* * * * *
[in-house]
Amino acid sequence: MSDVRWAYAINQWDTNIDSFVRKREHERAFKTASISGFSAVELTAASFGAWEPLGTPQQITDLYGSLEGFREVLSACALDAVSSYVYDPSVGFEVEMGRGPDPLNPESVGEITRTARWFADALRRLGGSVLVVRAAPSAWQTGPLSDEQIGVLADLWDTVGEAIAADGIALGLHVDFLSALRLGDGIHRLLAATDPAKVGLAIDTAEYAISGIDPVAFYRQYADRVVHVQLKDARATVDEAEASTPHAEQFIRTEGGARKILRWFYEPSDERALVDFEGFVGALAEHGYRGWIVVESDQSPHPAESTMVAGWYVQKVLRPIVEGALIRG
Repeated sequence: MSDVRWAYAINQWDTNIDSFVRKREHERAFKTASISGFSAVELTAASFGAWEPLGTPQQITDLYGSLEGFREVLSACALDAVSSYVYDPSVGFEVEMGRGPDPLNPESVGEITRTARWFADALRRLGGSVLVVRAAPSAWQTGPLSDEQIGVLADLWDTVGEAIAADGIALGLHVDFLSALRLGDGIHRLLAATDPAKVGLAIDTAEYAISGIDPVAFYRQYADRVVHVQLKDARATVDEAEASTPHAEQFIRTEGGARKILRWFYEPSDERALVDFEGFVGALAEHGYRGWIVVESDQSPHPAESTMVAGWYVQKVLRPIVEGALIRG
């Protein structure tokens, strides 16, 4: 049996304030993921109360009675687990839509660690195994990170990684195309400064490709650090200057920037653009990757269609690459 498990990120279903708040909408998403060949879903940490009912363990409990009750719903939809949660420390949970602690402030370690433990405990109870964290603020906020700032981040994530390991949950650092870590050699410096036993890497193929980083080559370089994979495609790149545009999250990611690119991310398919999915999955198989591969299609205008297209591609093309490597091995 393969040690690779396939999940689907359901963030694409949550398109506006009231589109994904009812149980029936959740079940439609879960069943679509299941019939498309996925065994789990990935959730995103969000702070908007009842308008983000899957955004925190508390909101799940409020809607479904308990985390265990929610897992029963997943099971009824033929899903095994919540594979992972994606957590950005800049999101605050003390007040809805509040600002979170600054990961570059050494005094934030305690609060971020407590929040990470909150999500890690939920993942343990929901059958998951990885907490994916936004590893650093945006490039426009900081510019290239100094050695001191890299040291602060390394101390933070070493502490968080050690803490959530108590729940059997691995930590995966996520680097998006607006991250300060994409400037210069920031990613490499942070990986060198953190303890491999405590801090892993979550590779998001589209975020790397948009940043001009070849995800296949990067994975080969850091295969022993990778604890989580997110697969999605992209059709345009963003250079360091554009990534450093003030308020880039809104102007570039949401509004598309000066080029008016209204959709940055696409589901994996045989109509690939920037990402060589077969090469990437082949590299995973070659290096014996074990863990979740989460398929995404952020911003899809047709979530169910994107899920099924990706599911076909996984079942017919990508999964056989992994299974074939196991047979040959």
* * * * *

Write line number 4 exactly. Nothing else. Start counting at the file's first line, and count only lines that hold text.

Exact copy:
């Protein structure tokens, strides 16, 4: 049996304030993921109360009675687990839509660690195994990170990684195309400064490709650090200057920037653009990757269609690459 498990990120279903708040909408998403060949879903940490009912363990409990009750719903939809949660420390949970602690402030370690433990405990109870964290603020906020700032981040994530390991949950650092870590050699410096036993890497193929980083080559370089994979495609790149545009999250990611690119991310398919999915999955198989591969299609205008297209591609093309490597091995 393969040690690779396939999940689907359901963030694409949550398109506006009231589109994904009812149980029936959740079940439609879960069943679509299941019939498309996925065994789990990935959730995103969000702070908007009842308008983000899957955004925190508390909101799940409020809607479904308990985390265990929610897992029963997943099971009824033929899903095994919540594979992972994606957590950005800049999101605050003390007040809805509040600002979170600054990961570059050494005094934030305690609060971020407590929040990470909150999500890690939920993942343990929901059958998951990885907490994916936004590893650093945006490039426009900081510019290239100094050695001191890299040291602060390394101390933070070493502490968080050690803490959530108590729940059997691995930590995966996520680097998006607006991250300060994409400037210069920031990613490499942070990986060198953190303890491999405590801090892993979550590779998001589209975020790397948009940043001009070849995800296949990067994975080969850091295969022993990778604890989580997110697969999605992209059709345009963003250079360091554009990534450093003030308020880039809104102007570039949401509004598309000066080029008016209204959709940055696409589901994996045989109509690939920037990402060589077969090469990437082949590299995973070659290096014996074990863990979740989460398929995404952020911003899809047709979530169910994107899920099924990706599911076909996984079942017919990508999964056989992994299974074939196991047979040959």